I want to take down data in /path/to/data/folder/month/date/hour/minute/file and symlink it to /path/to/recent/file and do this automatically every time a file is created.

Assuming I will not know ahead of time if /path/to/recent/file exists, how can I go about creating it (if it doesn't exist) or replacing it (if it does exist)? I am sure I can just check if it exists and then do a delete, symlink, but I'm wondering if there is a simple command which will do what I want in one step.

  • If the destination exists, but is not a symlink, what do you want/expect to happen? Jun 13, 2019 at 18:03

2 Answers 2


This is the purpose of ln's -f option: it removes existing destination files, if any, before creating the link.

ln -sf /path/to/data/folder/month/date/hour/minute/file /path/to/recent/file

will create the symlink /path/to/recent/file pointing to /path/to/data/folder/month/date/hour/minute/file, replacing any existing file or symlink to a file if necessary (and working fine if nothing exists there already).

If a directory, or symlink to a directory, already exists with the target name, the symlink will be created inside it (so you'd end up with /path/to/recent/file/file in the example above). The -n option, available in some versions of ln, will take care of symlinks to directories for you, replacing them as necessary:

ln -sfn /path/to/data/folder/month/date/hour/minute/file /path/to/recent/file

POSIX ln doesn’t specify -n so you can’t rely on it generally. Much of ln’s behaviour is implementation-defined so you really need to check the specifics of the system you’re using. If you’re using GNU ln, you can use the -t and -T options too, to make its behaviour fully predictable in the presence of directories (i.e. fail instead of creating the link inside the existing directory with the same name).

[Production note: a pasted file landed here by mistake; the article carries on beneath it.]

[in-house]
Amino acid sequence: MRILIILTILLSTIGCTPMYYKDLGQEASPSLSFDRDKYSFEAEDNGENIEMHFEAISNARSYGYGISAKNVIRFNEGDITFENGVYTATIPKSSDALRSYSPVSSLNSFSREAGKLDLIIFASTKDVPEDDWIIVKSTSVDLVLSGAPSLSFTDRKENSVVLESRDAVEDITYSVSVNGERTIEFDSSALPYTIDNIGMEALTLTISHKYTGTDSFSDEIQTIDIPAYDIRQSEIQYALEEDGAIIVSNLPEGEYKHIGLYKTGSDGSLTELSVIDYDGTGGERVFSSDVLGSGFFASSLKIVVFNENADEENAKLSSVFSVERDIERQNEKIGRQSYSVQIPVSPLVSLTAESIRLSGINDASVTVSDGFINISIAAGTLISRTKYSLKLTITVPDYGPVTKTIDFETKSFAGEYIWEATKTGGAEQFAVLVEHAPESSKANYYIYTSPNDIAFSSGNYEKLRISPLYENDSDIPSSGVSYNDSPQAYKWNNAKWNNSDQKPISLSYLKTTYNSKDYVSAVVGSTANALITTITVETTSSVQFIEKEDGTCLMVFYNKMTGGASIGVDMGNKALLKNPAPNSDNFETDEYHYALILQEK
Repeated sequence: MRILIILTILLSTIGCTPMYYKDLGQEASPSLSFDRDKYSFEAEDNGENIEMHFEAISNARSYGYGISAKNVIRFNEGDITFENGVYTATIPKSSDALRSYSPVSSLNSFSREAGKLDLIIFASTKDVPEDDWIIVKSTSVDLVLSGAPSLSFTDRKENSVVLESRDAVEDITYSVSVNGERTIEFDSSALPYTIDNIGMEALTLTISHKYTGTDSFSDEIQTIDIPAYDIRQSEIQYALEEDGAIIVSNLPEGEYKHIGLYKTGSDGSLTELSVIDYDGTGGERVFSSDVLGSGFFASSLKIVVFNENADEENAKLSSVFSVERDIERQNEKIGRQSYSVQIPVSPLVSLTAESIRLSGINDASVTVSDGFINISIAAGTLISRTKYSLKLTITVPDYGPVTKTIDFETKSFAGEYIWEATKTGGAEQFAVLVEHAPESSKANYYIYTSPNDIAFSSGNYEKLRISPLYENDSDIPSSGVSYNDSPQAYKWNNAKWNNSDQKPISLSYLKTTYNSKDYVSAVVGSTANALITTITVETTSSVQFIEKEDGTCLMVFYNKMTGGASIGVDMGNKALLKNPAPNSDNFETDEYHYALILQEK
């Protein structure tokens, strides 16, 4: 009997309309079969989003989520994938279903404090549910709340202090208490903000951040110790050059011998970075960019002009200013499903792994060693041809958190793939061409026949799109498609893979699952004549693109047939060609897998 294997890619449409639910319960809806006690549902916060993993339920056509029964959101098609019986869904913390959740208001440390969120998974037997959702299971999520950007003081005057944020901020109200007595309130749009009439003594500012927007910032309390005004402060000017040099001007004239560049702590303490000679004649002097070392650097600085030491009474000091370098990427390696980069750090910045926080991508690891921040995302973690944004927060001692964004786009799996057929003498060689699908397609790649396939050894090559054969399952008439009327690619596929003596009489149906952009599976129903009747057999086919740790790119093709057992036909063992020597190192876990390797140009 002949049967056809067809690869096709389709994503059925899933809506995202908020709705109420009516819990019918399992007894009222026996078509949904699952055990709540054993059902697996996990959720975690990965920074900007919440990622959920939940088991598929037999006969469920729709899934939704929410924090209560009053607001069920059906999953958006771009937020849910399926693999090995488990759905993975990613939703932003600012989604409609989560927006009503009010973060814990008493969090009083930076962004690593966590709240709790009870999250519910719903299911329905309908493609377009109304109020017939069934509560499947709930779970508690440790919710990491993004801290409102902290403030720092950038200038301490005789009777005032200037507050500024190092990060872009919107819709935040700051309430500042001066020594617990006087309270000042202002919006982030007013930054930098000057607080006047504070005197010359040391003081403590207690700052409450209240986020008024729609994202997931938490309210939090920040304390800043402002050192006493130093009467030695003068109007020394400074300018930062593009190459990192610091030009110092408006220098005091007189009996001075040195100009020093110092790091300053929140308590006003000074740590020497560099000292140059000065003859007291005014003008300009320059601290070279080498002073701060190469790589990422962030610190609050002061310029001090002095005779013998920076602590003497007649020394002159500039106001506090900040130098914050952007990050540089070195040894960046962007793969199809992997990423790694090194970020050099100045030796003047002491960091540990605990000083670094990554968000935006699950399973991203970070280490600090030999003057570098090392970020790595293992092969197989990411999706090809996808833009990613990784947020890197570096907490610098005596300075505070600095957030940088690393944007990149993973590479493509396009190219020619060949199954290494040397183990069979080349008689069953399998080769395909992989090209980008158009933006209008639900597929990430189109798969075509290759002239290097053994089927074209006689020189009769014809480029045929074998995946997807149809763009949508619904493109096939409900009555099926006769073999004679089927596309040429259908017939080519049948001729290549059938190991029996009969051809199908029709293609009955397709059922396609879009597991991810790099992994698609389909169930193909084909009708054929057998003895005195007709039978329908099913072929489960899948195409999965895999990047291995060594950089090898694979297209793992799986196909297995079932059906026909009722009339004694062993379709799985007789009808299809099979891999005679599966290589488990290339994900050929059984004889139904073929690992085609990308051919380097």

• Thanks for the elaborate answer. When a symlink already exists and is overwritten - does it happen atomically? I.e. would there be a brief time window during which the symlink doesn't exist, and programs that try to access it during this time will fail?
    – obe
    Nov 12, 2022 at 16:03
  • 1
    @obe that depends on the implementation. GNU ln replaces the file atomically: it creates the new symlink using a random name, then renames it to the desired name, overwriting the existing file instead of deleting it. Nov 13, 2022 at 7:10

Please read the manual.

ln -sfn /new/target /path/to/symlink

$ man ln

-n, --no-dereference
treat LINK_NAME as a normal file if it is a symbolic link to a directory

  • 6
    Why is this the correct answer?
    – Mrchief
    Jun 19, 2017 at 18:02
  • 15
    @Mrchief If /path/to/symlink is already a symlink to a directory, without the -n flag, you'll get the symlink created in /path/to/symlink/target instead of replacing /path/to/symlink
    – Flimm
    Jun 22, 2017 at 10:42
  • 5
    Note that in macOS, this still doesn't work in some cases, for instances, when /path/to/symlink exists and is a directory, and but not a symlink. I think the only way to work around it is to run rm -rf first.
    – Flimm
    Jun 22, 2017 at 10:47
  • 3
    This is the correct answer because it works for both files and directories.
    – tishma
    Aug 27, 2022 at 17:44
  • 1
    I think you missed the point there, @JanusBahsJacquet. Yes, --force/-f does replace existing files or symlinks, but not entire directory trees, and nor should it. Try it for yourself: ln -snf path/to/any/target some-existing-dir. You'll find your symlink is created inside some-existing-dir rather than replacing it. If it deleted recursively, the simple, common error case of transposing target & destination arguments would regularly cause data loss.
    – Walf
    Feb 1, 2023 at 0:34

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